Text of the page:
1 John 4:7-10
Have you ever seen Rembrandt’s painting of the prodigal son? One of the remarkable details of the painting is that the father seems to be blind. And so to see his son he doesn’t try to look at him with the eyes of his head. Instead he holds the son’s head close to his heart. I’ve noticed that there are different ways that people see. Some see only with their mind. Others have the ability to see a little deeper. Frequently it’s that motherly love, which can hear and listen at the level of the human heart, which a child responds to most authentically.
Our retreat theme this year at Christ the King is based on opening the eyes of our heart. And one of the graces I am continually blessed to see on retreat weekends is how the totality of the person grows and expands simply over the course of 40 hours. When people begin seeing with the eyes of their hearts, their ability to love and extend compassion is immensely multiplied.
When I look at the gospel today, before jumping too quickly to the miracle of the event, I think we must start by seeing the energy and motivation which flows through Jesus. I don’t mean to downplay Mark’s testimony of the feeding of the five thousand. I simply think we need to highlight this divine energy and motivation which Jesus capitalizes on. In the first line of today’s gospel Jesus "sees" the crowds. He obviously didn’t see them only with the eyes of his mind, because Mark’s next phrase is an emotional reaction and outreach towards the people. Mark says that Jesus’ heart was moved with pity for them. Jesus sees them with the eyes of his heart. Now interestingly, this is one of the few places we can know
what is going on in Jesus’ mind. Mark tells us that an image comes to Jesus and that is the image of sheep without a shepherd. I think all of us have had at different times in our lives, images come to our minds. And sometimes, the image is so profound it speaks to depth of your vision and begins to tell you who you are. Specifically in this case—yes, Jesus, you are the shepherd. And so Jesus does what a shepherd does, he tends his sheep. This is why we see in John’s Gospel, when he can’t do it anymore, he tells Peter to "feed my lambs, and tend my sheep" (John 21:15-16).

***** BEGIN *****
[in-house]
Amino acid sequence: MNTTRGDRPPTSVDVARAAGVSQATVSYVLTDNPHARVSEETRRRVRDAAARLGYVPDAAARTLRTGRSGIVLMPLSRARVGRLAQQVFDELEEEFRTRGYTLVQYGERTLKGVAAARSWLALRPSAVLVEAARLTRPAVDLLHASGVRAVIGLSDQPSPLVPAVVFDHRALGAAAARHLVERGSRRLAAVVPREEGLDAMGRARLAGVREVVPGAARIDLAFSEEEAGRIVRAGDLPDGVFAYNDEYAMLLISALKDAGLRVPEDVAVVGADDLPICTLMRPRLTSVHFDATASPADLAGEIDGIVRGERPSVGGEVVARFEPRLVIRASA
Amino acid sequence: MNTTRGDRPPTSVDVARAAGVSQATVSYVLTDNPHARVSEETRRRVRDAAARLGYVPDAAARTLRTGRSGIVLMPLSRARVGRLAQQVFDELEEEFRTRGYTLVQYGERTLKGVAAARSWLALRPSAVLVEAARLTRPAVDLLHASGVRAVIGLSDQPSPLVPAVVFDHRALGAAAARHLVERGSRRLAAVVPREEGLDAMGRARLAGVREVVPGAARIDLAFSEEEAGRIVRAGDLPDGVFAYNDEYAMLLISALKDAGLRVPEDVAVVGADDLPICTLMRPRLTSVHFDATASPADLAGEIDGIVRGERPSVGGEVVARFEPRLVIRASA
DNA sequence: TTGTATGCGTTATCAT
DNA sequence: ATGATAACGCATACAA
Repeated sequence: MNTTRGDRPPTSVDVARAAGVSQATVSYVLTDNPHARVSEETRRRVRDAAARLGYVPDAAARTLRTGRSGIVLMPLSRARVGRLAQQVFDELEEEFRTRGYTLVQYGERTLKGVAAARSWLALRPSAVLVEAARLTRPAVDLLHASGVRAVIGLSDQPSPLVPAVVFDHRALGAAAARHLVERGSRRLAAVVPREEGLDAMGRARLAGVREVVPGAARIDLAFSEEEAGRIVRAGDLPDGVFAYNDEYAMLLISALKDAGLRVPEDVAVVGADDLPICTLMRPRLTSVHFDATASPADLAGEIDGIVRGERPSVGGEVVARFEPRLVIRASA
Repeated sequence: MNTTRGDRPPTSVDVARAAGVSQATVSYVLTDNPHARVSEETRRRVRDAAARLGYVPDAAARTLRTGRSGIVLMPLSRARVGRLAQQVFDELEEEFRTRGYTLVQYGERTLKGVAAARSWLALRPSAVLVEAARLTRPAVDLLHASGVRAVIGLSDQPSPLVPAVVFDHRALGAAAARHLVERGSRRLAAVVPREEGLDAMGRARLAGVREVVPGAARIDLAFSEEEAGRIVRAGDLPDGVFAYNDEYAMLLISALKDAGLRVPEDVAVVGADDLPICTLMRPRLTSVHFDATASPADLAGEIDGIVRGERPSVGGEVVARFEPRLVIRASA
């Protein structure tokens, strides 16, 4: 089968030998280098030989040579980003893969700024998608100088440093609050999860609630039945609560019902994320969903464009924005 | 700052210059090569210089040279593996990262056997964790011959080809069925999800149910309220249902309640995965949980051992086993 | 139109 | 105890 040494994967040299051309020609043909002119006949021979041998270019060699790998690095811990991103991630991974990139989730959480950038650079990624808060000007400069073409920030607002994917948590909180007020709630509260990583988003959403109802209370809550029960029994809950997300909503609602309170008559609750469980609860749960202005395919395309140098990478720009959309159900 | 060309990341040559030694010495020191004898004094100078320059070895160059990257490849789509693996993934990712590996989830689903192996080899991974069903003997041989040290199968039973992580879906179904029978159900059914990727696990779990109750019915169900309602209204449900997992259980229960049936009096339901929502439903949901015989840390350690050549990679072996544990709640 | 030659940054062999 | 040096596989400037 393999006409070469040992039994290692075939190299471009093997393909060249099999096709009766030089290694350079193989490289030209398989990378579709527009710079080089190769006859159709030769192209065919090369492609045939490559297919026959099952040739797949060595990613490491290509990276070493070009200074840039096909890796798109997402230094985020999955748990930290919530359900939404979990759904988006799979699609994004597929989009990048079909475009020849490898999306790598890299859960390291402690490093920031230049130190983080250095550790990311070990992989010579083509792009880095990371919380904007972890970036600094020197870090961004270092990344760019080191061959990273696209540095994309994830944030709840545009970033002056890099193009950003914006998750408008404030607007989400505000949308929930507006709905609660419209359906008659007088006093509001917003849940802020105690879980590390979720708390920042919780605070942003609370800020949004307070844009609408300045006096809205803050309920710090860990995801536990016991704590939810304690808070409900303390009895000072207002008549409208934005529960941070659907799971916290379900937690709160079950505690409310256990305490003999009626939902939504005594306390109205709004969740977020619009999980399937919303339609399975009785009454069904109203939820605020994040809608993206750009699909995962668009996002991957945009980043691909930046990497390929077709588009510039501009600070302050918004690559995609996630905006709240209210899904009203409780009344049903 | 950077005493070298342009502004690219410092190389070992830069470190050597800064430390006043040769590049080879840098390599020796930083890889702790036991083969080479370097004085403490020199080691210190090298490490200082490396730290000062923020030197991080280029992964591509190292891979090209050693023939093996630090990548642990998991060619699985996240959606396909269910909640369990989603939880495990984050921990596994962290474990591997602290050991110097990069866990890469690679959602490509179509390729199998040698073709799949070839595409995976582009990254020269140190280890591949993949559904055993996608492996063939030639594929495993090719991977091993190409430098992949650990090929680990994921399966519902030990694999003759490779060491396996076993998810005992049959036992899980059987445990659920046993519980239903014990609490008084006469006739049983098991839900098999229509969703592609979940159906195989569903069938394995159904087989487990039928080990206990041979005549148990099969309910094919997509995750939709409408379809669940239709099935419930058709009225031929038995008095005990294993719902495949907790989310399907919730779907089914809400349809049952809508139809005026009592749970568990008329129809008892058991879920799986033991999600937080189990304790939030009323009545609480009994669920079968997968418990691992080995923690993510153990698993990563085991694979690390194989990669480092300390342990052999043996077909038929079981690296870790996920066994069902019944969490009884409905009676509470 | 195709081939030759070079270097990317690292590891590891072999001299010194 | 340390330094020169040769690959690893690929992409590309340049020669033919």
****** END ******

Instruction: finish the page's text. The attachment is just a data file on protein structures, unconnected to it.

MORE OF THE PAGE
Jesus is the manifestation of the Father. And the divine energy at play here is that of compassion. When he invites his disciples to give the crowd something to eat, their response is not one of compassion but of the practicality of the situation. They simply revert back to what they see with their minds and the result is not something which build faith as much as it is something which scatters doubt.
Perhaps instead of naming this gospel, "Jesus feeds five thousand" a better title could be, "The disciples receive another lesson on seeing with the eyes of Jesus and responding with the compassion of the Father". Again and again I’ve been amazed at the miracles of healing parents have through that divine energy of love and compassion. I’ve watched parents literally will or lift the pain which their child carries out of their child and carry it themselves. And it is merely the miracle of compassion. I’ve seen walls which took years of anger and hate to build so sturdy and solid simply crumble under a moment of compassion and grace.
Today, as I hold this gospel, I see it not as historical story which demonstrates how Jesus had authority over fish and loaves as much as a spiritual lesson of life that is frequently played out in our present world. I suspect you know this in your own experience.
I invite you today to reflect a little on your experiences of compassion. What miracles happened because of this grace? Do you find yourself having any more compassion since the celebration of the birth of Jesus, or even Epiphany?
Fr. David Colhour, C.P. is on the staff at Christ the King Passionist Retreat Center, Citrus Heights, California.